Mountain Laurel www.gardeningknowhow.com
Mountain laurel (Kalmia latifolia)
It's not hard to see why Pennsylvania and Connecticut claimed this to be their state flower! This evergreen boasts absolutely stunning flowers in late spring into summer. Bees, butterflies, and hummingbirds will frequent these flowers when they are in bloom. The foliage is toxic to many animals, but white tailed deer will browse the leaves during winter and early spring when other food sources are low. This plant is highly resistant to any damage caused by deer; it's not likely to cause any problems with the growth!
Oakleaf Hydrangea www.fast-growing-trees.com
Oakleaf Hydrangea (Hydrangea quercifolia)
Oakleaf hydrangea are criminally underused in the landscape. They provide an absolutely stunning fall color. Not only that, but the flowers will begin white and slowly turn pink as the season wears on. They are one of the most shade tolerant of hydrangeas, making them very versatile in the landscape. Pollinators are attracted to the large blooms and the seeds are consumed by songbirds. Songbirds may also nest in the shrub, as the large leaves provide heavy cover for the chicks.
Of course, we all love some perennials with their pops of color that bring spring, summer and fall color into our gardens!
Helenium autumnale photographed by Gina DellaSalla
Sneezeweed/Helen's flower (Helenium autumnale)
This is one of the few plants that is native across the entire United States. While the common name may already make your nose itch, this plant isn't linked to fall allergies! The pollen grains are transported to other flowers by insects, rather than wind, so it's unlikely for this plant to aggrevate your sinuses. Instead, this plant got its name from the fact that it was used by indigenous people to treat colds. It flowers prolifically in fall when other plants have long ended their display for the season. So while this will bring beauty to the landscape, it will also bring lots of hard to find food for pollinators. Bees and butterflies will frequent this flower. It should be a staple in any pollinator garden!
Heliopsis helianthoides photographed by Gina DellaSalla
False Sunflower (Heliopsis helianthoides)
Another plant with prolific flowers that pollinators love, false sunflower will bloom from spring through summer and potentially into fall. Pollinators such as bees and butterflies will frequent the flowers while in bloom. Once the flowers begin producing seeds, small songbirds like chickadees and goldfinches will stop by for a snack. This plant sets seeds sooner than other native flowers that these birds also visit, like purple coneflowers. Planting both will help our native birds and pollinators much longer than one or the other.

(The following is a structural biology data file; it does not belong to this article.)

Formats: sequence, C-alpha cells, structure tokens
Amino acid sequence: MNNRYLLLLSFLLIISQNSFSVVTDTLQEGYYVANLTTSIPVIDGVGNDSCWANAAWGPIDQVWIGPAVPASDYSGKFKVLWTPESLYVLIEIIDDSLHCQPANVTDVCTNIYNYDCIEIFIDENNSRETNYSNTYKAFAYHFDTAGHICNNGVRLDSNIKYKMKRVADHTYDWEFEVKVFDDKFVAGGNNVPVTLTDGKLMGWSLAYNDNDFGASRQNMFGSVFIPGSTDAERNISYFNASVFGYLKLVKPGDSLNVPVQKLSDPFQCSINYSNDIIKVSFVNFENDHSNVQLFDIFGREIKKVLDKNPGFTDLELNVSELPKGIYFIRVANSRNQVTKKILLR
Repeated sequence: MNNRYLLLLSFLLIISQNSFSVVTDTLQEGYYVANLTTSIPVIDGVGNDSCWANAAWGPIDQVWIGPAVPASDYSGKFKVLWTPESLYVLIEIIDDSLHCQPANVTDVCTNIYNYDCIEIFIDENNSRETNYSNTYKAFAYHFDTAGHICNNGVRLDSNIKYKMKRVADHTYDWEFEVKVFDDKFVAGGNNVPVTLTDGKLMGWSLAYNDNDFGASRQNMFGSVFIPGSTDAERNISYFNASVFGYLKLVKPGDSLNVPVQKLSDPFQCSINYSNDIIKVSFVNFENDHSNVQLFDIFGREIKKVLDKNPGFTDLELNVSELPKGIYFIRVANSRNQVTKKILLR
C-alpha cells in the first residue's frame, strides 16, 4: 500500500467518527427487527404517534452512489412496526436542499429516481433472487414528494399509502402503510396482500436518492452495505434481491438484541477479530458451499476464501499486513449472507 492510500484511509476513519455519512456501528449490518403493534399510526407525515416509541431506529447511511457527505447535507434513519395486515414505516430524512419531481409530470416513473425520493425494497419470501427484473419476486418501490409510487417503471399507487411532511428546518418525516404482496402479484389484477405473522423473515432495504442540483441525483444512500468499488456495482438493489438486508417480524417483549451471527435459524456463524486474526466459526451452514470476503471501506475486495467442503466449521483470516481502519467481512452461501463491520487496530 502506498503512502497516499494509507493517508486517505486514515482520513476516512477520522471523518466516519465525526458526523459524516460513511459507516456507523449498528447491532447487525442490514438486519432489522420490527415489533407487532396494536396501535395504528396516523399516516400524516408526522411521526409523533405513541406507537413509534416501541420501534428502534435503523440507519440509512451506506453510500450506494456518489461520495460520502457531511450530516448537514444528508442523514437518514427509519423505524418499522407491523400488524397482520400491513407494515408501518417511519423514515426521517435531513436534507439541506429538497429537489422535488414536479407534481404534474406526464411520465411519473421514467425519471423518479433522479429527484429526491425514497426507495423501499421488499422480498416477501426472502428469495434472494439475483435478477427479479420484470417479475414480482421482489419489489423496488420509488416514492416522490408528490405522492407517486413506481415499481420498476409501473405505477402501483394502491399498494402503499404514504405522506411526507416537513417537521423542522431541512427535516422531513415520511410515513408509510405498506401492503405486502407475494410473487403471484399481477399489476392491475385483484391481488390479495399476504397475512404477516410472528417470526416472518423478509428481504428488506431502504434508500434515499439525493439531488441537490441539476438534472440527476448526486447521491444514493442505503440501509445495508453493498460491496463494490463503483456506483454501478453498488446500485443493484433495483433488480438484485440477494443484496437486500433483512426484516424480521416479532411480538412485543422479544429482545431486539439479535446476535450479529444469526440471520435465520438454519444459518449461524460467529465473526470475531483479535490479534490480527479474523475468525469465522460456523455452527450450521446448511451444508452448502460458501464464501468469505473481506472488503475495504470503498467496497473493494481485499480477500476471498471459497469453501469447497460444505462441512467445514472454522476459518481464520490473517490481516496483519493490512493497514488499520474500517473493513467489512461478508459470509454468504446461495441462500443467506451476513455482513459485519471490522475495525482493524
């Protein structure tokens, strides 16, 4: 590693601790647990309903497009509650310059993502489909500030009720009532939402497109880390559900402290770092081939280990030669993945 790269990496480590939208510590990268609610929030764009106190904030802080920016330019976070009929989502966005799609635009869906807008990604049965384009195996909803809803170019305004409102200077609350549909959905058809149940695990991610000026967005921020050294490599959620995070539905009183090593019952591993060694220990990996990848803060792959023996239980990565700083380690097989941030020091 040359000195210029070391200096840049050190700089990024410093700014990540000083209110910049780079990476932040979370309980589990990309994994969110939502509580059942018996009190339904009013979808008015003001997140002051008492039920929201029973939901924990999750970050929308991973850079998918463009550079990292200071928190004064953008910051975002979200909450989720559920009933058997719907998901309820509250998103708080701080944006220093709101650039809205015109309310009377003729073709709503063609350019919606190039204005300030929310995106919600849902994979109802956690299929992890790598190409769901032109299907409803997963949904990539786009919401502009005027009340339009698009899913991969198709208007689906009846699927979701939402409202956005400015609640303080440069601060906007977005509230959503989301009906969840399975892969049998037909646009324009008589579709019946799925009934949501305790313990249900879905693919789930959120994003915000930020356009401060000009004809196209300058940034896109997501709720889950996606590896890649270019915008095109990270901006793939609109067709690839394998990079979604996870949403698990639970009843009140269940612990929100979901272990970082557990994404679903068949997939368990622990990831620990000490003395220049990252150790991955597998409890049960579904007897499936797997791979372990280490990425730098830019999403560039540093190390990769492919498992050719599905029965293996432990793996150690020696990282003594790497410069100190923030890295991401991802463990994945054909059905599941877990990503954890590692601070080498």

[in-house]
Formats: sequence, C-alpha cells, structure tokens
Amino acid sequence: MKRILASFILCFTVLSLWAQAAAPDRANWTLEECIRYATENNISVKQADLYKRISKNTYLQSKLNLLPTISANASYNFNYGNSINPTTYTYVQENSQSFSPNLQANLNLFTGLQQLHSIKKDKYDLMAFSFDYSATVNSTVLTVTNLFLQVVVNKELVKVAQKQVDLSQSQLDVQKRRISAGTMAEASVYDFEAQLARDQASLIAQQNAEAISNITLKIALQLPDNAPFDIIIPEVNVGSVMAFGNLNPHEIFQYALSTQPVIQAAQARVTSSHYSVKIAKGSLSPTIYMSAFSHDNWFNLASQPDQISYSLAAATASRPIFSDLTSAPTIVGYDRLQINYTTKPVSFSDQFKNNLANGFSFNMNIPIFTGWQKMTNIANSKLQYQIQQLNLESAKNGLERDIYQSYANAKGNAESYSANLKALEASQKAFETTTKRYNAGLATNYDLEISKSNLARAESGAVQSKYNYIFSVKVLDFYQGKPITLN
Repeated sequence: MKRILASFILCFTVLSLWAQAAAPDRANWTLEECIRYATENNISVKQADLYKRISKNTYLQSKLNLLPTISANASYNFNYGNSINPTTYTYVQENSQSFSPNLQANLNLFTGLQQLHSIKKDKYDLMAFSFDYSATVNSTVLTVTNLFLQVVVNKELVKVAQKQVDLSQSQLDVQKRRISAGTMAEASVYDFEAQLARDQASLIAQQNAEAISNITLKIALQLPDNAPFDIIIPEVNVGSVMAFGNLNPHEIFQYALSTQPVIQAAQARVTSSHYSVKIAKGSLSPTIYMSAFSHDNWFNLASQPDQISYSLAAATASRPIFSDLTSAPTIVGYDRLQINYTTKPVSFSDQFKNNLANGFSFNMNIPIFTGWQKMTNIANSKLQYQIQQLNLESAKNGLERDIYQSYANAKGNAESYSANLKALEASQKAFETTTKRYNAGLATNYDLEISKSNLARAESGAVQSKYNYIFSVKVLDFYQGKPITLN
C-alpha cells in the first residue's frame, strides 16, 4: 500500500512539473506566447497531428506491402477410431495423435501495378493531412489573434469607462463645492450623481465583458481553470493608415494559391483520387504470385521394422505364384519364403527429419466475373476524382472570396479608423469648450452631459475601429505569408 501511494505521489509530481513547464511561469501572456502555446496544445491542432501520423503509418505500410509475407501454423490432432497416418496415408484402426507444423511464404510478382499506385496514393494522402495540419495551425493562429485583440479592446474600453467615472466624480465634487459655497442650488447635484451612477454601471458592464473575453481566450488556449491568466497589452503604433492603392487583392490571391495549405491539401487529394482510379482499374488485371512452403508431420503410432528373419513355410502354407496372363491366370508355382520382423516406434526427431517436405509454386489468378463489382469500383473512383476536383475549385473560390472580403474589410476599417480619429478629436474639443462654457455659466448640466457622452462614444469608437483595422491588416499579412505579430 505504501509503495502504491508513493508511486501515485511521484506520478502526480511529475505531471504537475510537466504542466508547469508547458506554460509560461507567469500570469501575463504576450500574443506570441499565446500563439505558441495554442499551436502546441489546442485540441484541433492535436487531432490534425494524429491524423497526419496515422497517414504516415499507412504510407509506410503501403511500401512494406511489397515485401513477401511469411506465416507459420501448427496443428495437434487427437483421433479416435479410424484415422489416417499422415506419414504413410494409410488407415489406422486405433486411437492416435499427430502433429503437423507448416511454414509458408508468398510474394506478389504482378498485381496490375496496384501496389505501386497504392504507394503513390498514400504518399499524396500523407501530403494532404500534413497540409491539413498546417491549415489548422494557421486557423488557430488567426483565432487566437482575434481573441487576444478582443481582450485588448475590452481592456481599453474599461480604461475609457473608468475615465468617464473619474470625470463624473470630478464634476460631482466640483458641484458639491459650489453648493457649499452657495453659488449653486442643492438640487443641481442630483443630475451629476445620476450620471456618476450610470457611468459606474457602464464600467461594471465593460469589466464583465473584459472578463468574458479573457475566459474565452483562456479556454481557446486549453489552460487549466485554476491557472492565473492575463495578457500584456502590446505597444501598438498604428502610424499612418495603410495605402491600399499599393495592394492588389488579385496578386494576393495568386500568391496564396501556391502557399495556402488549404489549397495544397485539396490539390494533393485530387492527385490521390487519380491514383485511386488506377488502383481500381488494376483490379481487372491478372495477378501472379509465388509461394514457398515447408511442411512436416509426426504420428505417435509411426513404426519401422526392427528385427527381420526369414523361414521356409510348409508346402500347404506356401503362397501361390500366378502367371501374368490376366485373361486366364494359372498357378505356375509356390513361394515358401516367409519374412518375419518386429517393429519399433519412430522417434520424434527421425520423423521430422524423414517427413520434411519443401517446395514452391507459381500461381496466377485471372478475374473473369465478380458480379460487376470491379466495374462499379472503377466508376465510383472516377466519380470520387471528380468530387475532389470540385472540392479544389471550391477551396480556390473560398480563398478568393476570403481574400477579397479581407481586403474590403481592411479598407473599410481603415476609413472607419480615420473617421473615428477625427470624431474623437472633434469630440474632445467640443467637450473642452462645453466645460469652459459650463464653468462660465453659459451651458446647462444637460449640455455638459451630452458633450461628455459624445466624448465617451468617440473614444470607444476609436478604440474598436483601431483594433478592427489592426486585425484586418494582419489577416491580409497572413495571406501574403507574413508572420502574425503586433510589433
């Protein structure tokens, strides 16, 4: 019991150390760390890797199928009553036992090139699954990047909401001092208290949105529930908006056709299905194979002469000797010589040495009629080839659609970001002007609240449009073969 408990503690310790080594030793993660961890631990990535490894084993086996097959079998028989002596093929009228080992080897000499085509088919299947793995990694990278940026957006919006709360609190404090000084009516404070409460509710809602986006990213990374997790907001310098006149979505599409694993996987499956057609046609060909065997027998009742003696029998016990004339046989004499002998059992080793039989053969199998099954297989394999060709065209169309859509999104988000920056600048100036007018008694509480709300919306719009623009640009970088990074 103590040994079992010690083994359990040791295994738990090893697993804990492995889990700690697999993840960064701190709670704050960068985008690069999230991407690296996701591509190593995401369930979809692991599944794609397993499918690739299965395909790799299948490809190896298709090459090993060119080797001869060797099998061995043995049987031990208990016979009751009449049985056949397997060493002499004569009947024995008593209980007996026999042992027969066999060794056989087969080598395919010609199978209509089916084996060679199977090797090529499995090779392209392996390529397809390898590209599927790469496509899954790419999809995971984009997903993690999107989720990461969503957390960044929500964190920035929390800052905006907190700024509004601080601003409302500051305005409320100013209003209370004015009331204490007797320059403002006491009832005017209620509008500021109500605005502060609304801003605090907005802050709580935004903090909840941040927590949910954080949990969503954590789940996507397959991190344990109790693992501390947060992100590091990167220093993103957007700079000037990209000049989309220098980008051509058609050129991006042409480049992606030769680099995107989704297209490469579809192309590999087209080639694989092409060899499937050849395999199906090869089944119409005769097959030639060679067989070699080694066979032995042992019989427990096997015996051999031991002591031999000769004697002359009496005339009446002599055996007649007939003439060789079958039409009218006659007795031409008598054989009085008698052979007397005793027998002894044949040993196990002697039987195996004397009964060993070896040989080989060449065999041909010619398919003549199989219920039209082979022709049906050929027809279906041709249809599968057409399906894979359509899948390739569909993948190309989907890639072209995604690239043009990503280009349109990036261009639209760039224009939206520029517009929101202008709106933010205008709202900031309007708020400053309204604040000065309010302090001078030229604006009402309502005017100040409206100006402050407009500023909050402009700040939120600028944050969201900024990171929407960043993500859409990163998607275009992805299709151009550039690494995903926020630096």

Lobelia cardinalis www.prairiemoon.com
Cardinal Flower (Lobelia cardinalis)
Like most lobelia, this species is herbivore resistant due to a chemical compound called lobeline. The flowers are frequented by hummingbirds and butterflies, but will also attract bees. Lobelia thrives in wet, sunny areas of the lawn and would make a wonderful addition to rain gardens and pollinator gardens alike.
Virginia Bluebells hgic.clemson.edu
Virginia Bluebells (Mertensia virginica)
Virginia bluebells are a spring ephemeral, meaning they complete their life cycle during the springtime before the trees leaf out. They will go dormant once again in mid summer. While their presence may be fleeting, their beauty is impeccable. They are threatened with extinction in their native range, primarily due to habitat loss. These are one of the first plants to bloom in spring, making it a valuable resource for the pollinators that visit it. The flowers are primarily pollinated by bumblebees, hummingbirds, butterflies, hummingbird moths, bee flies and several more native pollinators. They are an impeccable addition to any wet, shady area and your local pollinators will thank you!
Adding native plants to your landscape is an easy way to help combat habitat loss, conserve water, and help your local wildlife. Native plants are much lower maintenance than that of other popular non-native plants we tend to gravitate towards. While by no means do you have to rip out your landscape and start over, even adding a few native plants will help bring natural beauty, pollinators, and wildlife to your landscape.
Lobelia cardinalis - cardinal flower. Prairie Moon Nursery. (n.d.). Retrieved May 16, 2022, from https://www.prairiemoon.com/lobelia-cardinalis-cardinal-flower-prairie-moon-nursery.html
North Carolina Extension. Home | North Carolina Extension Gardener Plant Toolbox. (n.d.). Retrieved May 16, 2022, from https://plants.ces.ncsu.edu/
The Pennsylvania State University. Penn State Extension. (n.d.). Retrieved May 16, 2022, from https://extension.psu.edu/
Richardson, L. L., Bowers, M. D., & Irwin, R. E. (2016). Nectar chemistry mediates the behavior of parasitized bees: Consequences for plant fitness. Ecology, 97(2), 325–337. https://doi.org/10.1890/15-0263.1
susan.mahr, W. by. (n.d.). Virginia bluebells, mertensia virginica. Wisconsin Horticulture. Retrieved May 16, 2022, from https://hort.extension.wisc.edu/articles/virginia-bluebells-mertensia-virginica/